The cannabis industry seems to hold many assumptions about the female patient. The stereotype of the female patient is clear after a single Google: they stick with CBD-rich and low potency strains, they are more interested in the wellness side of the spectrum than the medicinal side, and they steer clear of smokables.
These assumptions tend to pigeon hole women into a very specific consumer profile. Furthermore, from the limited information we have about women and cannabis, it’s an inaccurate and reductive patient portrait missing the many different perspectives women have about the plant. The impacts go far beyond failures in marketing; it ultimately fails the patient.
Women are not only a growing portion of the cannabis market (both medicinal and recreational sectors); they are an economic force to be reckoned with. Women now drive the global economy, with a share larger than China and India combined.
To treat the female patient as a singular, one-dimensional consumer ignores their multifaceted reality.
The Female Patient According to RYAH Data
The RYAH Data ecosystem tells us that 45.1 percent of patients reporting through the platform are women. The top areas of concern for women within the platform are as follows (in descending order of importance):
- Mood Swings
- Social Anxiety Disorder (SAD)
These conditions differ slightly with those of the male patient, but not by much. It’s easy to assume women primarily rely on the plant for mental health concerns (which make up 50 percent of the top ten issues). While true in isolation, men are technically more reliant on the flower for the treatment of mental health issues than women.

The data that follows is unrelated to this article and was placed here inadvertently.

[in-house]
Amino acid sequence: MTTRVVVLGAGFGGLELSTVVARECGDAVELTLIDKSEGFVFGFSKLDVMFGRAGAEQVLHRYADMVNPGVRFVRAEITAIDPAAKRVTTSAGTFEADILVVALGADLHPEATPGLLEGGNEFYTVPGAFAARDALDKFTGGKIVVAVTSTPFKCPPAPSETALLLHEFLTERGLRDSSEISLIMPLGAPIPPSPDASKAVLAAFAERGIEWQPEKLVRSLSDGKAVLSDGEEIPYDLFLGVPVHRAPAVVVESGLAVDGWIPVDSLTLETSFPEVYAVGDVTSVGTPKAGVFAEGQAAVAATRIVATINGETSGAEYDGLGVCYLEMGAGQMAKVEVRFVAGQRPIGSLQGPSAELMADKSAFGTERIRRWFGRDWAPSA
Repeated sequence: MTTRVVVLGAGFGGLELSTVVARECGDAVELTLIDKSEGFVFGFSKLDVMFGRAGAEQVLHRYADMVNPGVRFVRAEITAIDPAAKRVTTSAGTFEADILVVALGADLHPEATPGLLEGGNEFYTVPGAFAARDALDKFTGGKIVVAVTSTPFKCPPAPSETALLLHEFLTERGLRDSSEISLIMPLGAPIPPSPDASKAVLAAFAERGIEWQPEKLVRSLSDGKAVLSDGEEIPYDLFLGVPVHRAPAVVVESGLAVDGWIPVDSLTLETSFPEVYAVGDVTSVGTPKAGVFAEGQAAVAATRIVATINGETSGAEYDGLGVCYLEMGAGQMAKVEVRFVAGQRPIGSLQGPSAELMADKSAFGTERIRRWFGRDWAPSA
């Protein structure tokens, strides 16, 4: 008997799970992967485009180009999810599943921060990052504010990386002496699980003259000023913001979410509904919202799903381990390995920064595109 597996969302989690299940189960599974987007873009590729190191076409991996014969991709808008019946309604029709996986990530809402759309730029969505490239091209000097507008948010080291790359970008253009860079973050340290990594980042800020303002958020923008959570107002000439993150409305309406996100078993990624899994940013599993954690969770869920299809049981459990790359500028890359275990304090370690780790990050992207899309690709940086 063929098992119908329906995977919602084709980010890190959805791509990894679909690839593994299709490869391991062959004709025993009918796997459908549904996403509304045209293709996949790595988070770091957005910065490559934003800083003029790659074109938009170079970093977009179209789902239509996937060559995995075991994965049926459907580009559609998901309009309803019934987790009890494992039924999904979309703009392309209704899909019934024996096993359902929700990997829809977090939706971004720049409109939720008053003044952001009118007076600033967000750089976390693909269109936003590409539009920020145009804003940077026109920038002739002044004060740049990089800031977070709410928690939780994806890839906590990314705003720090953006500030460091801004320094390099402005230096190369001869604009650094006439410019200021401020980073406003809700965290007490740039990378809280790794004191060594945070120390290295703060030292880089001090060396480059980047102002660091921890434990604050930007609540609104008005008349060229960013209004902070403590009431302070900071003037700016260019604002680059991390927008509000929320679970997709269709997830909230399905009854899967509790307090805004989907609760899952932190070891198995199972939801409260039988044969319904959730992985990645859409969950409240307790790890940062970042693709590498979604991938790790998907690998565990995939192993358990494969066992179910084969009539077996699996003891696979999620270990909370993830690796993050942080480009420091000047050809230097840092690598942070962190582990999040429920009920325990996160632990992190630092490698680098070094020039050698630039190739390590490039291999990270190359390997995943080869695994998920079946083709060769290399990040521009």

Men use cannabis for all of the mental health conditions listed above, plus attention deficit hyperactivity disorder (ADHD), which is not reflected in the data for women.
In terms of preference of strain, RYAH Data demonstrates that it’s impossible to paint female patients with the same brush. Women are just as likely to prefer THC-rich strains and CBD-rich ones. The top strains in RYAH Data for women are:
- Super Lemon Haze
- Pure OG
While three out of the top five strains contain significant levels of CBD, the other two (Super Lemon Haze and Pure OG) typically exhibit 20 percent or more THC. As per some lab reports, Pure OG is upwards of 25 percent THC, and Super Lemon Haze can hit over 17 percent. To assume women prefer mild, CBD forward strains is incorrect.
The Female Patient According to Patient Surveys
The profile of the medical cannabis consumer is still vaguely defined by information pulled from a handful of regionally focused and limited patient surveys. Moreover, most of the information we have about medical cannabis patients comes from broad surveys looking at both recreational and medicinal use. They don’t hone into the profiles of patients using the plant for strictly therapeutic purposes.
Most of the information we have has been gathered from Canada through the long-standing medical cannabis program, or from patient surveys in California. With over 30 states with medical cannabis programs, the lack of national or global data is problematic.
As per Statista, which sells market insights on cannabis in Canada, women were slightly more likely to use the plant for depression, anxiety, and pain than men. Statista also found women were significantly more likely to use cannabis for fibromyalgia than men (although this is likely skewed because fibromyalgia is a condition that disproportionately affects women).
According to the most recent report by Stats Canada, women tend to consume less frequently than men. Women also use less cannabis in general. Stats Canada has found that men are also more likely to use for recreational reasons compared to women who remained evenly split between medical and non-medical use.